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Image credit: Image: Mao Yamamoto

The Japanese ensemble making music from old tape reels

Open Reel Ensemble is pioneering a new genre called ‘magneticpunk.’
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Image: Mao Yamamoto

Open Reel Ensemble doesn't play conventional instruments, like guitars, drums and keyboards. Instead, the Japanese band uses reel-to-reel tape recorders built by Pioneer and TEAC in the 1970s and '80s. They weren't designed, of course, with musical creation and manipulation in mind. Ei Wada, the leader of Open Reel Ensemble, discovered their performative qualities by accident. More than 15 years ago, he was given a couple of tape recorders by a friend of his father who worked at a radio station. He tripped over them one day and, in a mixture of panic and sadness, tried to rotate the broken reels with his hands. To his surprise, the sound changed.

"I felt exoticism," Wada said through a translator. "And [realized] this was a kind of musical instrument." The technically-minded musician started modifying reel-to-reel recorders and, later, founded Open Reel Ensemble at university with a small group of friends. Today, the band is a trio. They learned to perform by recording a mixture of sounds and then, in real-time, stopping and turning the reels by hand. It creates a DJ-like scratching effect that's hard to replicate with digital tools alone. "Depending on what you record and how you touch and rotate the reels," Wada explained, "the playback sound will vary in many ways with different expressions."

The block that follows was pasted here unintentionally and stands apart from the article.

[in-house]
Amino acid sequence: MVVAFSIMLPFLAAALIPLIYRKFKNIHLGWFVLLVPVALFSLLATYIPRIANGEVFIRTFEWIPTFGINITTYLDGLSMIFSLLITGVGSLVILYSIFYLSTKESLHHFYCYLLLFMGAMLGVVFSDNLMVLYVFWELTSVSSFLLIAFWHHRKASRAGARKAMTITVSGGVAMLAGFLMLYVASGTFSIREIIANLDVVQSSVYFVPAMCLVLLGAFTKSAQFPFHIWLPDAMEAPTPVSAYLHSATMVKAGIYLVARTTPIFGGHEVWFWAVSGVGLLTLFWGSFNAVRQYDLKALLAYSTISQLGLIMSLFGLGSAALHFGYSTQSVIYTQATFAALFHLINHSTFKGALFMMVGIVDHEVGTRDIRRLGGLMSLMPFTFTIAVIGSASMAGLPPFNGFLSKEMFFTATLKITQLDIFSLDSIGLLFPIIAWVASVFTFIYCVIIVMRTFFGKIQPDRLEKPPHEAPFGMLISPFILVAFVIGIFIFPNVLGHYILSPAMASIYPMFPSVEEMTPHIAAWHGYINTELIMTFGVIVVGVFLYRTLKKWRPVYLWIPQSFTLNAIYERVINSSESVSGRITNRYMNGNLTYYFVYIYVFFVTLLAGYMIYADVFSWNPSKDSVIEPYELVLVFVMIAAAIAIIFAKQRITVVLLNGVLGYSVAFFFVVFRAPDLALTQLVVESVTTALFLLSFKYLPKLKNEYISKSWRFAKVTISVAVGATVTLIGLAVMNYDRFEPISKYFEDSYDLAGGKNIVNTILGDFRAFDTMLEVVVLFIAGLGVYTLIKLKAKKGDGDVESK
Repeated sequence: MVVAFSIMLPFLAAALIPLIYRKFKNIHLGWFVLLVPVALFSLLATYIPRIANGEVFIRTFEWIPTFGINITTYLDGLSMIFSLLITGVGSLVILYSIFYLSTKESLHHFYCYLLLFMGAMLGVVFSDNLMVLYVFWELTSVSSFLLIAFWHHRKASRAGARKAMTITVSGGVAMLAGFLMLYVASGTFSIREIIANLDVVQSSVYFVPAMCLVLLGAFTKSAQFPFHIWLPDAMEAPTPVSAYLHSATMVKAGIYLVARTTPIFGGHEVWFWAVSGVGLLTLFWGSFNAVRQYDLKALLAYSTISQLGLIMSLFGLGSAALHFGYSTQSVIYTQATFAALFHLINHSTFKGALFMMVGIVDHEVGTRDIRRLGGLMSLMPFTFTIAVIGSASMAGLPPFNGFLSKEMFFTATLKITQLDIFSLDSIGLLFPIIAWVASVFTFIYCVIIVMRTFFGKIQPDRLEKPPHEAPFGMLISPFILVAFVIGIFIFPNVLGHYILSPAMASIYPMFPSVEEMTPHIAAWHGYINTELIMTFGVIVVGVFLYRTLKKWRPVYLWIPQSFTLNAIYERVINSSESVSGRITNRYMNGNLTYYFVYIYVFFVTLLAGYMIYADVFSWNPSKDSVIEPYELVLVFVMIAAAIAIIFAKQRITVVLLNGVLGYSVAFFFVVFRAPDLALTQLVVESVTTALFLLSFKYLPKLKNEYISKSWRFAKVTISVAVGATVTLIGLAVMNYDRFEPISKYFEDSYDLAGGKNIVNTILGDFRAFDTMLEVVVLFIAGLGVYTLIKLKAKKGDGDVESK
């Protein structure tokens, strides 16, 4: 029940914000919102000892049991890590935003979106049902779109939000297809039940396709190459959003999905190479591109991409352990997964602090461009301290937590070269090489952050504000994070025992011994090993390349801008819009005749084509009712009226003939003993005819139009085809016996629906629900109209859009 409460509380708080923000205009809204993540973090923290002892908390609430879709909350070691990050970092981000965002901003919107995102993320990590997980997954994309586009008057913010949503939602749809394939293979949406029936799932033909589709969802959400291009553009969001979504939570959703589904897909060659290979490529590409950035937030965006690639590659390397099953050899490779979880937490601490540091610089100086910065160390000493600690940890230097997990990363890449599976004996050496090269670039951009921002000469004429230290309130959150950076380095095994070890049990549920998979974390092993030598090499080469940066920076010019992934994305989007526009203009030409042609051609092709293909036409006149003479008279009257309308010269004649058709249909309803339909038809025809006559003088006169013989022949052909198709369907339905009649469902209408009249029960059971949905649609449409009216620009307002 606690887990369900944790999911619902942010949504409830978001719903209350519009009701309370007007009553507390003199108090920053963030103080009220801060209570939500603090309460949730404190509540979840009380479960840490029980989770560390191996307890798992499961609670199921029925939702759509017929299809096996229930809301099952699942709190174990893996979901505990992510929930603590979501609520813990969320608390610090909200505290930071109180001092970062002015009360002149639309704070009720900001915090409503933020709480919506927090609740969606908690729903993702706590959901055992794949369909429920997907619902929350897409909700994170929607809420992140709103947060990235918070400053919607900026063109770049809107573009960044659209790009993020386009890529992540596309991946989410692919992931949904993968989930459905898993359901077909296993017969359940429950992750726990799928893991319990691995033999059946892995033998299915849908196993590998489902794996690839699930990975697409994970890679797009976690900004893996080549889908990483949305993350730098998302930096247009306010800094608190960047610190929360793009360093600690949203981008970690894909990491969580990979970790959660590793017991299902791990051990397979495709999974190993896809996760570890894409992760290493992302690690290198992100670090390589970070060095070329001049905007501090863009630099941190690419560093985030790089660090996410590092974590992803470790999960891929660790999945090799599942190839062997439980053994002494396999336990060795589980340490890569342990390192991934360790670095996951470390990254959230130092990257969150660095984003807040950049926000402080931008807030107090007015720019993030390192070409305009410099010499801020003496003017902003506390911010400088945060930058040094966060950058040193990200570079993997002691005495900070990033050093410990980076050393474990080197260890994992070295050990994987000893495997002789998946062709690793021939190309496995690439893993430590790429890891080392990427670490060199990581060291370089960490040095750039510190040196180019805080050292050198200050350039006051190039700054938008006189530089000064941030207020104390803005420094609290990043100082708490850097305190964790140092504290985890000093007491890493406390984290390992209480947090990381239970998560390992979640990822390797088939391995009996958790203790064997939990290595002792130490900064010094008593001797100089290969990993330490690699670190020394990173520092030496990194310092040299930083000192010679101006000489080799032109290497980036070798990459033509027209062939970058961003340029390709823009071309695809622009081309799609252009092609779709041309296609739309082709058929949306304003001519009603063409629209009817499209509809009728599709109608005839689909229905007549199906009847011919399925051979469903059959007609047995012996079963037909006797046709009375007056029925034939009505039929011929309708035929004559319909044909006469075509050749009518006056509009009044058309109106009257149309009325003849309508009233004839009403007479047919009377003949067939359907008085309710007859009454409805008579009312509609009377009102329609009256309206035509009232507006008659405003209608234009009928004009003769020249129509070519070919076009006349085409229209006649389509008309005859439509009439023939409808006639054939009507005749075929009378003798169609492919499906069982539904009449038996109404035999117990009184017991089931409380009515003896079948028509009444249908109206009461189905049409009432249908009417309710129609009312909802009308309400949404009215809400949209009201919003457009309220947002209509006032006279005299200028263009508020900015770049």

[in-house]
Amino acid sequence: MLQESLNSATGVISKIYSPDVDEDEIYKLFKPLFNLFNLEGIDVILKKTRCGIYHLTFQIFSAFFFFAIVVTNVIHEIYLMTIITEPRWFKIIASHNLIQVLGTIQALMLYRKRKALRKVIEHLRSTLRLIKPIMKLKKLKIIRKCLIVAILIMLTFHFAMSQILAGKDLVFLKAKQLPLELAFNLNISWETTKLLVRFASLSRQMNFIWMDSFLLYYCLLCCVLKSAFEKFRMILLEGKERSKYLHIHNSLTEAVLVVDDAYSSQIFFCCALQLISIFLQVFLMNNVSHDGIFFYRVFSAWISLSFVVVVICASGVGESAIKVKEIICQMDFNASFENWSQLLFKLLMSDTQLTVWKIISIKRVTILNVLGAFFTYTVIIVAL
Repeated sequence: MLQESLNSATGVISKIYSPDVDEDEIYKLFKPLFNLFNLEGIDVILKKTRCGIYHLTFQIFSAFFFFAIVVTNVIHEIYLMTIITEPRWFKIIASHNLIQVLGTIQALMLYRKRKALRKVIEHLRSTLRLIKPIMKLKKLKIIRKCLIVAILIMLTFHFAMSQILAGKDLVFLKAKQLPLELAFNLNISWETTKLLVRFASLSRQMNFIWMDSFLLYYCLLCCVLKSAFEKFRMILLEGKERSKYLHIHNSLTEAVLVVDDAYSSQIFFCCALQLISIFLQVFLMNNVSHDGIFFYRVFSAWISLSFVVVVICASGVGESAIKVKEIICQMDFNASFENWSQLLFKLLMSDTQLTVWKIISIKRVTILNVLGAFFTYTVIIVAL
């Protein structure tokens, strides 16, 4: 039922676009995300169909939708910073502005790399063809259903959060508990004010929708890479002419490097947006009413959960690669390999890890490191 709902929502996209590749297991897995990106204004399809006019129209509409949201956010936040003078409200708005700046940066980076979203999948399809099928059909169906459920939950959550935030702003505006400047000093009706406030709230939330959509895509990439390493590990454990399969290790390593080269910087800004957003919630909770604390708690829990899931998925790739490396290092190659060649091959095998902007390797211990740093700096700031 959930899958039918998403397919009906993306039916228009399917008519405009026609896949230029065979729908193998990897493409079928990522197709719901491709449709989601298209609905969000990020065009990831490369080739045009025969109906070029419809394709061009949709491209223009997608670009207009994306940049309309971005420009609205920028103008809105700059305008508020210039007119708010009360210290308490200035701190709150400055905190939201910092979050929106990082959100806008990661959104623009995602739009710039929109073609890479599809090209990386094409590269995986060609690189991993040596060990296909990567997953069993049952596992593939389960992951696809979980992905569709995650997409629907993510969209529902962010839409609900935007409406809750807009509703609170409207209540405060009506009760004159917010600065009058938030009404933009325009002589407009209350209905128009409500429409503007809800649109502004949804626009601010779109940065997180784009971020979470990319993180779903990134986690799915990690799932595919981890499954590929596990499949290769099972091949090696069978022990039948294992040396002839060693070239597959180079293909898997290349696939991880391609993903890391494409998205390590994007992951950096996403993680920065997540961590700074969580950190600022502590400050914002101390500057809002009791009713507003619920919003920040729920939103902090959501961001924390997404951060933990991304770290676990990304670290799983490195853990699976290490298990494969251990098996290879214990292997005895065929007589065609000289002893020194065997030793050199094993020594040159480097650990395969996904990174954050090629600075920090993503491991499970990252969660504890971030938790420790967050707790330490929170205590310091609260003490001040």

回・転・旅・行・記, from the album Vocal Code (2015).

Over the years, the group has developed new techniques. As Motherboard explains, each member can now "program" sounds directly on to the recorders, creating a strange blend of digital and analog technology. With multi-track recorders, Open Reel Ensemble is able to switch individual tracks on and off, too. Sometimes they'll record blocks of sustained noise, at various pitches, to be triggered and disabled like notes on a guitar. These allow the band to play intricate chords and melodies on stage. "We're finding new techniques every day," Wada said, "exploring rotation and movements, and the relationship between magnetics and sound."

Archipel produced a 'Toco Toco' documentary on Ei Wada in 2017.

Open Reel Ensemble has also experimented with bamboo sticks. The tape is still fed through the recorder, but the ends are attached to either end of the wooden rod. The band then rocks the stick back and forth, pushing and pulling different portions of the tape through the recorder. From a distance, it looks like a giant string instrument that's somehow been caught inside a server farm. Open Reel Ensemble typically plays this with a voice recording, or in conjunction with a vocoder. "You can get various sound expressions depending on the movement speed," Wada said.

Building and playing 'tape bamboo' instruments.